Can I Work a Second Job While on Workers’ Comp in Virginia?
You can work a second job while on workers’ comp in Virginia if you meet certain conditions. Let’s break down several scenarios involving secondary jobs and new jobs that show what is possible and what pitfalls to avoid.
Scenario 1: I already had two jobs prior to injury. Can I keep working at my second job?
If your secondary job is within the work restrictions that your doctor has given, then yes, it’s possible to work the second job and keep receiving workers’ comp. However, if that job entails any task that even slightly violates your work restrictions, it’s best to halt your work there.
Let’s say, for example, that you worked as a warehouse worker for one company and as a call center phone agent for another company. You injured your back while lifting a heavy box at the warehouse, prompting your workers’ comp physician to restrict your lifting and walking activities. As your call center job does not involve these activities, you may be able to continue working there.
However, if your doctor also restricted the number of hours you can sit in a day, continuing your call center job – which requires long hours of sitting at a desk – may be seen as a violation. This could be a reason for the insurance company to stop your benefits, and your employer could also accuse you of fraud.
The safest thing you can do if you want to keep working at your second job is to consult first with your physician and with a workers’ comp lawyer. Ask your doctor for written notes on what you can and cannot do, and talk to your attorney about the possible consequences of your job decisions.
What happens to my workers’ comp benefits if I keep working at my second job?
Your medical and wage loss benefits should still continue, but you can expect a reduction based on the secondary income you are earning.
If I’m restricted from working my second job, will workers’ comp cover both jobs?
Yes, it’s possible for workers’ compensation to cover your loss of income from both jobs. Get the guidance of a workers’ comp lawyer to see how you can arrange this.
Note that you must report all your income when filing for workers’ compensation, which includes your earnings from your secondary job. Hiding your secondary earnings can lead to charges of workers’ compensation fraud.
Scenario 2: My current employer cannot offer me light-duty work that fits my restrictions. Should I look for another job?
The answer to this depends on whether you have an Open Award for wage loss benefits.
If you have an Open Award, it means the Virginia Workers’ Compensation Commission has officially granted you wage loss benefits. You don’t have to look for another job in order to receive these payments.
On the other hand, if your workers’ comp claim is still pending, it means you don’t yet have an Open Award. In this case, you must show the Commission that you are actively seeking light-duty work outside your current company. The Commission has guidelines on what they consider to be “good faith” job search, and you’ll want to speak with an attorney to ensure you abide by the guidelines.
Scenario 3: Can I quit my current job and get a new one while on workers’ comp?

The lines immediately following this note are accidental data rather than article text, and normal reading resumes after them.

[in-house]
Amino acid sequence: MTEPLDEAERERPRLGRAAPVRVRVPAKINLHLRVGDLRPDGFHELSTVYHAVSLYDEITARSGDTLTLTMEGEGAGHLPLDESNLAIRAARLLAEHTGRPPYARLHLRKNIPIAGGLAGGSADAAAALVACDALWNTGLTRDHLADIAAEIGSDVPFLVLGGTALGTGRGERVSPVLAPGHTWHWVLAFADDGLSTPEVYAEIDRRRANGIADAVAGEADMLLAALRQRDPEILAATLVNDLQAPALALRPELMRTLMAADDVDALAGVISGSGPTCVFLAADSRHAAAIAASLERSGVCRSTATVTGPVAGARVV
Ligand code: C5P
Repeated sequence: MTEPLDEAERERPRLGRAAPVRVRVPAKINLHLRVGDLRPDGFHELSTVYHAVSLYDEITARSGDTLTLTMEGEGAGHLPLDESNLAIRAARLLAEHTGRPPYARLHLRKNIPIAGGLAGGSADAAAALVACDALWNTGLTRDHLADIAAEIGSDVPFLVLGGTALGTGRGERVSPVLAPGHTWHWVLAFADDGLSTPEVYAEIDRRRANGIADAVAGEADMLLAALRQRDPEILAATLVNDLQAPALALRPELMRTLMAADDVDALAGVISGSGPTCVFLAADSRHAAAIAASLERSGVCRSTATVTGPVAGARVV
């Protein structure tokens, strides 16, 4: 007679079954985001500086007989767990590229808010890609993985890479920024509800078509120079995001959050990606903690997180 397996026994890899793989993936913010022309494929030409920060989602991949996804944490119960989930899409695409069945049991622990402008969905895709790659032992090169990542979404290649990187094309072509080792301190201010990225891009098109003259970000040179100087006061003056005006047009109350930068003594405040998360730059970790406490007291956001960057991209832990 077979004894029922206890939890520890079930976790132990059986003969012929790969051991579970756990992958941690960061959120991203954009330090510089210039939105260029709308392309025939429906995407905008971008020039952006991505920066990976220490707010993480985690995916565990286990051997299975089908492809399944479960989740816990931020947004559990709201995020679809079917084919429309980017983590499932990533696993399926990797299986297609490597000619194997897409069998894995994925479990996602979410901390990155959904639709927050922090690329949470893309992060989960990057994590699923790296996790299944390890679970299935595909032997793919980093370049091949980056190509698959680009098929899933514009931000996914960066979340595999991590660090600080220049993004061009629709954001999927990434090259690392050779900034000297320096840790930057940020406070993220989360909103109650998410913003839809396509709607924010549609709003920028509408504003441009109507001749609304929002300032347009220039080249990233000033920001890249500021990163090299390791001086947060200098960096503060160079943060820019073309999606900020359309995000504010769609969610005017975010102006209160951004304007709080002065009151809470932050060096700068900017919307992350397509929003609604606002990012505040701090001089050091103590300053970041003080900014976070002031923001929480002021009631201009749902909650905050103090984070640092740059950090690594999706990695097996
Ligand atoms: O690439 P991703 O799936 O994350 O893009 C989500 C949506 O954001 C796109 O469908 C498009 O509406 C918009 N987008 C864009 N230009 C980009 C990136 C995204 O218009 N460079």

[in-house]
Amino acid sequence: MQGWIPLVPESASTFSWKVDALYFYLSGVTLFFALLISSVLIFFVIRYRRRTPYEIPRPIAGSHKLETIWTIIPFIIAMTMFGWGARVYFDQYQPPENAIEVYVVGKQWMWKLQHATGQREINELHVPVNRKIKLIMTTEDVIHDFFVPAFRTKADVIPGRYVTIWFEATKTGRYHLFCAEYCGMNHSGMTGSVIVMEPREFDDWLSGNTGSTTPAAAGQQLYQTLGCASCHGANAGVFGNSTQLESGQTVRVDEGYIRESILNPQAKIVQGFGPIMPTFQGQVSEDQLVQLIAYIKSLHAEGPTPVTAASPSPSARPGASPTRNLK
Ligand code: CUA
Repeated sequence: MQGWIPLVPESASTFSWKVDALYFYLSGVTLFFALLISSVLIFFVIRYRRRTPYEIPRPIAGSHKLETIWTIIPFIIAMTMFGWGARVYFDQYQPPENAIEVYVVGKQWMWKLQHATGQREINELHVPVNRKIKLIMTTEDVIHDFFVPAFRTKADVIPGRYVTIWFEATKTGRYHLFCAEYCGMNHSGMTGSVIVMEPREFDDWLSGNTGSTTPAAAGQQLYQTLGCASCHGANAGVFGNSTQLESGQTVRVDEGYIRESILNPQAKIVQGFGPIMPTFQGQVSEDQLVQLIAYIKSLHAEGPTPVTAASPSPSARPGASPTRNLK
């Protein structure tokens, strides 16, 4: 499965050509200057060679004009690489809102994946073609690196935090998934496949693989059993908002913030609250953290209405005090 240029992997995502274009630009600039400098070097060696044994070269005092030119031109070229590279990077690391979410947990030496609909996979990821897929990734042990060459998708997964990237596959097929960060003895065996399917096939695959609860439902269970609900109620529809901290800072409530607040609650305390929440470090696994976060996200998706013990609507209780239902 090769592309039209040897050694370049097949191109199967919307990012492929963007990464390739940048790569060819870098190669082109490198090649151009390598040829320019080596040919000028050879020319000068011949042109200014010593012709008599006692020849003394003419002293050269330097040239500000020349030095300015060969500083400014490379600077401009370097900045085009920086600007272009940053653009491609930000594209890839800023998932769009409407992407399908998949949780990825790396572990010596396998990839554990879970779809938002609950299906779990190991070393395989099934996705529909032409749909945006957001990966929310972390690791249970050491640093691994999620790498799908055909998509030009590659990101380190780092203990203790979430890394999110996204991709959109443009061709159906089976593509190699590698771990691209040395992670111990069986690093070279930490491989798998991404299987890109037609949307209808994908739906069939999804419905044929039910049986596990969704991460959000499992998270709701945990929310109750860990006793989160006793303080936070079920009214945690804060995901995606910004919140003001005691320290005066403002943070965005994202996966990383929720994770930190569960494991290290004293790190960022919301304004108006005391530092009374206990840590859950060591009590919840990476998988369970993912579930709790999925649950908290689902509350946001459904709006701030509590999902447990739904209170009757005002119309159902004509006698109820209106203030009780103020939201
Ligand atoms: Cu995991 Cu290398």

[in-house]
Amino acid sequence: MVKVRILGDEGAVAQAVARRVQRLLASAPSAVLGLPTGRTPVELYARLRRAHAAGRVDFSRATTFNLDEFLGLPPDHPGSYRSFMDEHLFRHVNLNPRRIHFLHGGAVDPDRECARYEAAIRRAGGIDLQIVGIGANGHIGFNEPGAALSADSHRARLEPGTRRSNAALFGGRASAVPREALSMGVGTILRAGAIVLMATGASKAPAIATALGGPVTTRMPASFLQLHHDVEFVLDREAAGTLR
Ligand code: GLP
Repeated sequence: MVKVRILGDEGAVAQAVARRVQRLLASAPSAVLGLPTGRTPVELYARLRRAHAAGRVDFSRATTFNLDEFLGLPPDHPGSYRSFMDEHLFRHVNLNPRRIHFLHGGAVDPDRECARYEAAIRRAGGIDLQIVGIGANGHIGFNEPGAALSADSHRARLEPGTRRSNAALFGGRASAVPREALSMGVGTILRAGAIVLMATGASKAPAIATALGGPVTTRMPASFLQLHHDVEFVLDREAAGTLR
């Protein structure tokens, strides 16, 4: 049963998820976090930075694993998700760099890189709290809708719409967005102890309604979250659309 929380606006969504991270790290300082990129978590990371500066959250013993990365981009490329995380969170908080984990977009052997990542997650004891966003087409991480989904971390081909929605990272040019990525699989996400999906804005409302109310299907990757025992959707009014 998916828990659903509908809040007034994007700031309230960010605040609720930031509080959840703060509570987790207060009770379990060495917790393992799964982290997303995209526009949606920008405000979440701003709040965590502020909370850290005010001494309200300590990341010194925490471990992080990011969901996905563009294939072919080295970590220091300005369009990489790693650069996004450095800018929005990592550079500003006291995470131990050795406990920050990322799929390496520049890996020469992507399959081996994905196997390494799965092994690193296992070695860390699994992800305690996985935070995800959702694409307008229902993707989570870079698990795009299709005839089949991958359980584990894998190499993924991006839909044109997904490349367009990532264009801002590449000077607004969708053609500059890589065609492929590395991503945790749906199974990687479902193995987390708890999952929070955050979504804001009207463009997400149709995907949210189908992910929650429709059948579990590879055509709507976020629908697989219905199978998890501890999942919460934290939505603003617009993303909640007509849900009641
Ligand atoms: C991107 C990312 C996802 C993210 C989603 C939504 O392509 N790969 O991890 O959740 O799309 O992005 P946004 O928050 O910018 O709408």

If your physician has restricted you from doing any kind of work, you should not take on a new job. If you do, you will be in violation of your medical restrictions and likely lose your right to wage loss benefits. You may be able to look for a new job in anticipation of your return to the labor market, but always get the advice of your attorney before making any career decisions.
If your doctor has cleared you for light-duty work, you are allowed to resign and look for a new job, but be aware that this can have implications on your workers’ comp.
Changing to a new job won’t affect your medical benefits (which are in effect for a lifetime), but it could risk your wage loss payments. If your current employer offered you a suitable light-duty position but you opted to quit, it may be construed as a “refusal of selective employment.” This could damage your eligibility for wage loss benefits.
You may accept your current employer’s light-duty offer and then change your job later. Make sure, however, that your new work is within your medical restrictions. Note also that if you’re earning less at your new job, your new employer is not responsible for adding anything to your wage loss payments.
Again, it’s wise to get your doctor’s clearance and your attorney’s counsel anytime you are making decisions about your job while on workers’ comp. Insurance carriers can use any simple misstep on your part to reduce or end your work injury benefits. Protect your rights by getting experienced legal guidance.
Talk to an Experienced Workers’ Comp Lawyer in Virginia
Attorney Jaleh K. Slominski has been an ally of Virginia workers for over 25 years now. She has helped numerous clients obtain maximum benefits for their on-the-job injury, even in complex cases where secondary jobs are involved.
If you have a complicated workers’ comp claim, or if you’re concerned about whether your work comp benefits will continue, talk to Attorney Slominski. She can provide smart legal advice and advocate for you. Schedule your consultation by calling (434) 384-9400 (in Lynchburg) or (540) 554-3762 (in Roanoke).